Even as family law attorneys who follow Christ, we cannot necessarily turn the marital separation and divorce process into a “Christian” process- it’s not.  We know divorce is not God’s best for the people called by His name. But we also know that sometimes it happens anyway. In those instances, what do we do? Our attorneys offer sound legal advice to those going through separation and divorce, in an approach consistent with Biblical principles.  This means praying for and with clients. It means exploring alternative options to separation and divorce. It means providing honest and practical legal counsel. It means encouraging non-litigious approaches to dispute resolution, including mediation and collaborative methods. It means seeking the client’s best interests instead of the bottom-line. Above all, it means serving clients as unto the Lord- with compassion and without judgment.

Do you know someone in Northern Virginia facing the possibility of marital separation and divorce? Does this person need to prepare for the possibility of marital separation while praying for marriage restoration? Invite them to join us for READY TO STAY, PREPARED TO GO, a seminar addressing the practical and legal aspects of separation and divorce, presented in an intimate setting. Space is limited for 2-hour presentations on February 19, March 11 and April 22. For more information, contact dac@simmsshowerslaw.com or mim@simmsshowerslaw.com.

Dominique Callins is the Family Law Section Leader at Simms Showers LLP, and the founder of NextBetterChapter.com, an online resource for individuals navigating family transitions. As a seasoned litigator and a trained family law mediator, Ms. Callins has assisted Northern Virginia clients in crafting creative and effective solutions to the challenge of family transition. She is the author of “Focusing on the Things That Matter,” published in Stress-Free Divorce, Vol. 2, and been featured on radio and other media outlets.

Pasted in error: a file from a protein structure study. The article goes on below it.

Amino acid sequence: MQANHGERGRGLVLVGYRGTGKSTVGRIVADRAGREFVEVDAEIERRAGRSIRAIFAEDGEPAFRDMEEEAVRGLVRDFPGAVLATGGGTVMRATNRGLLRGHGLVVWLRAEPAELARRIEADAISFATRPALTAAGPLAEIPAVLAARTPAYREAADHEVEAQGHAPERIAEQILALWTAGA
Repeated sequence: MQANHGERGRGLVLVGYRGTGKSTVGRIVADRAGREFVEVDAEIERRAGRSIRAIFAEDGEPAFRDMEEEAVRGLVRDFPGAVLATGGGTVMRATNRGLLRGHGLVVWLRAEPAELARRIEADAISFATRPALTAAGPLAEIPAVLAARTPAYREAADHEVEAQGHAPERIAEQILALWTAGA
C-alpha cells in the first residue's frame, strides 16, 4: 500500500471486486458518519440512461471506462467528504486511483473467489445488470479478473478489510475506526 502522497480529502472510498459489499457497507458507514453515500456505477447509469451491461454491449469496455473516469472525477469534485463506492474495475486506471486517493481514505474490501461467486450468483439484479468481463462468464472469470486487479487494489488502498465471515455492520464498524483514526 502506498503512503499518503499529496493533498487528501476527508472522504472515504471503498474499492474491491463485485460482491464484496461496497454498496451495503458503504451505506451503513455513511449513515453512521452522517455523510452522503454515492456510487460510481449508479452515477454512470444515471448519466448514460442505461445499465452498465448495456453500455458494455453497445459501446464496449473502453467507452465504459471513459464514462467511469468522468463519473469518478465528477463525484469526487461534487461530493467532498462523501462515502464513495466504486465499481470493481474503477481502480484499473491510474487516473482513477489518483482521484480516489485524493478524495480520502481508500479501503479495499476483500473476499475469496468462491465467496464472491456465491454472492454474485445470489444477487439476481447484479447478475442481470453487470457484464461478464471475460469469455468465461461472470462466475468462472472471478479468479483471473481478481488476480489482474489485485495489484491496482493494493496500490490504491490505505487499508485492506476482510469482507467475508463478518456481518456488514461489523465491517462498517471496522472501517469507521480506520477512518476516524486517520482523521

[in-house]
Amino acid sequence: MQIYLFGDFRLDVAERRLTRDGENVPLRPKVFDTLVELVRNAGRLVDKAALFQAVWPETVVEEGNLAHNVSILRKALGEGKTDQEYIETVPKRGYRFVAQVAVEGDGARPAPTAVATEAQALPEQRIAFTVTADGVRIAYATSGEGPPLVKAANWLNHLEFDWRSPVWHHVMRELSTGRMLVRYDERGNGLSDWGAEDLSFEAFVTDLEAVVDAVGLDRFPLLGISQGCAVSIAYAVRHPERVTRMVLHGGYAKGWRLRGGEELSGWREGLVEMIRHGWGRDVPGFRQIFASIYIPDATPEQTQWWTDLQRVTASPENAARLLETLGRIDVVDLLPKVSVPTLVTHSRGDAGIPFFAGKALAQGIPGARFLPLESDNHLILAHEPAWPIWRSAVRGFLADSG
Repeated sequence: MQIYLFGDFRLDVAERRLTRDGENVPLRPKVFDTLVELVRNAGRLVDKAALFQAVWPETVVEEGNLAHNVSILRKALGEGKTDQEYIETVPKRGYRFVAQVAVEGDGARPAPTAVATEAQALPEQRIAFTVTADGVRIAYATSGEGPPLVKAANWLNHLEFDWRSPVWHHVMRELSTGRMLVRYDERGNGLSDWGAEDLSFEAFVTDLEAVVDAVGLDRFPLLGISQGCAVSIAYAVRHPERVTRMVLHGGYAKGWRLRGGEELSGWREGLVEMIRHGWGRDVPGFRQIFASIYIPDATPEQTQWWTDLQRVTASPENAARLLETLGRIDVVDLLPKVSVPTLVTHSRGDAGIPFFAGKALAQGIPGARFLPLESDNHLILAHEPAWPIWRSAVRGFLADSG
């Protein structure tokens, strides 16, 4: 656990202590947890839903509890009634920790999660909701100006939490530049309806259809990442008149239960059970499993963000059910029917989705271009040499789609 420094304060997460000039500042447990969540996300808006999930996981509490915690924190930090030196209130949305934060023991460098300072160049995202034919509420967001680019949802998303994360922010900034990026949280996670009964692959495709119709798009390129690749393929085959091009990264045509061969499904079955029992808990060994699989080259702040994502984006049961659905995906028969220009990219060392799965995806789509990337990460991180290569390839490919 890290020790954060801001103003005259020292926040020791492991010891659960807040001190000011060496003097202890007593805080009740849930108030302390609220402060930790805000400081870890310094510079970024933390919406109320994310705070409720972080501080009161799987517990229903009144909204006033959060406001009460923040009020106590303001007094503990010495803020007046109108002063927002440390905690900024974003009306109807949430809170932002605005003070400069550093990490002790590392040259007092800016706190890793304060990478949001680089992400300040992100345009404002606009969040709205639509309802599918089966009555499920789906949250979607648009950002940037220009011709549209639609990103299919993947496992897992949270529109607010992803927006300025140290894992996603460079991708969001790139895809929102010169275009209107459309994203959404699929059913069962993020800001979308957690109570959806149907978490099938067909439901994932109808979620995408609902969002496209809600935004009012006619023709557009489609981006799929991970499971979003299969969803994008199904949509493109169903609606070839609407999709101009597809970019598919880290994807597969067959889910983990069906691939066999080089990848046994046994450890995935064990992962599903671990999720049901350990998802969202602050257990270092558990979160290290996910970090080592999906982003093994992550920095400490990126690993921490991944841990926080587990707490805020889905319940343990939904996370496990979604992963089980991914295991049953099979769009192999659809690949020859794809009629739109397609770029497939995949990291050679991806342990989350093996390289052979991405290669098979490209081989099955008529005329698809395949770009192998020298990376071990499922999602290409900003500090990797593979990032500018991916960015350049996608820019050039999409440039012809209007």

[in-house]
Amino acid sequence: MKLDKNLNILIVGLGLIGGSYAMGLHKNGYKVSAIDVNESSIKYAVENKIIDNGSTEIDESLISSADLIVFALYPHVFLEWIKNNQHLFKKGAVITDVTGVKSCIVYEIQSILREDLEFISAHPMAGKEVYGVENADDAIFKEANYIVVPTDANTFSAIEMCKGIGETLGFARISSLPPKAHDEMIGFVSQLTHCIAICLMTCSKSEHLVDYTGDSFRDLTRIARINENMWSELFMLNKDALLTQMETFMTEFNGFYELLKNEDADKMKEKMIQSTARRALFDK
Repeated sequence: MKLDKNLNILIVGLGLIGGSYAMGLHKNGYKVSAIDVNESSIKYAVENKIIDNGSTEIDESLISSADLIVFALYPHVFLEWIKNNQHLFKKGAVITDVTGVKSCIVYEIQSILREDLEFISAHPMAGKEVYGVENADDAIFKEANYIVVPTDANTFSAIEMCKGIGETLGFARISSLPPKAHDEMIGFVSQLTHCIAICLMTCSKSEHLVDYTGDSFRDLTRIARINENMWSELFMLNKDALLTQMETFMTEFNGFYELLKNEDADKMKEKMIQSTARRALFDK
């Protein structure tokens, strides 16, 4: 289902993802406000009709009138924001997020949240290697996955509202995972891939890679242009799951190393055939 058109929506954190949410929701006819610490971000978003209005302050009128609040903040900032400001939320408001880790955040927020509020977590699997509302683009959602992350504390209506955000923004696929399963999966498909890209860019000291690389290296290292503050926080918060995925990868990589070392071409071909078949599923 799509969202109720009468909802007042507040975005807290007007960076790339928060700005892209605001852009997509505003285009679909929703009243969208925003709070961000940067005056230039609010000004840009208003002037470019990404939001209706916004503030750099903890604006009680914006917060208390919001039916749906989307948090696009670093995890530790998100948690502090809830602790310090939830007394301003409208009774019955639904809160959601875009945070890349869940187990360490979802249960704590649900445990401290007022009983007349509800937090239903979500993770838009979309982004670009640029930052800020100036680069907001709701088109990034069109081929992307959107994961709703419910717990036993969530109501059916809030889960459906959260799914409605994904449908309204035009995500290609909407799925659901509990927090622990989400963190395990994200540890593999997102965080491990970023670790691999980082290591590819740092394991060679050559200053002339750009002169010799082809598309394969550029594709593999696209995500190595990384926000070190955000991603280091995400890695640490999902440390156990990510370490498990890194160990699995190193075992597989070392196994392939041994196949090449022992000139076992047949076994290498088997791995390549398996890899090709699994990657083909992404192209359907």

Ms. Callins is an active member of Gateway Community Church in South Riding, Virginia, a member of the George Mason University School of Business, Women in Business Initiative (WIBI) Board, and a supporter of The Leadership Center- a leadership school dedicated to developing future women leaders of Honduras. She can be reached by email at dacallins@simmsshowerslaw.com, or by telephone at (703) 771-4671.

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Disclaimer: This memorandum is provided for general information purposes only and is not a substitute for legal advice particular to your situation. No recipients of this memo should act or refrain from acting solely on the basis of this memorandum without seeking professional legal counsel. Simms Showers LLP expressly disclaims all liability relating to actions taken or not taken based solely on the content of this memorandum. Please contact Dominique Callins at dac@simmsshowerslaw.com or Robert Showers at hrs@simmsshowerslaw.com for legal advice that will meet your specific needs.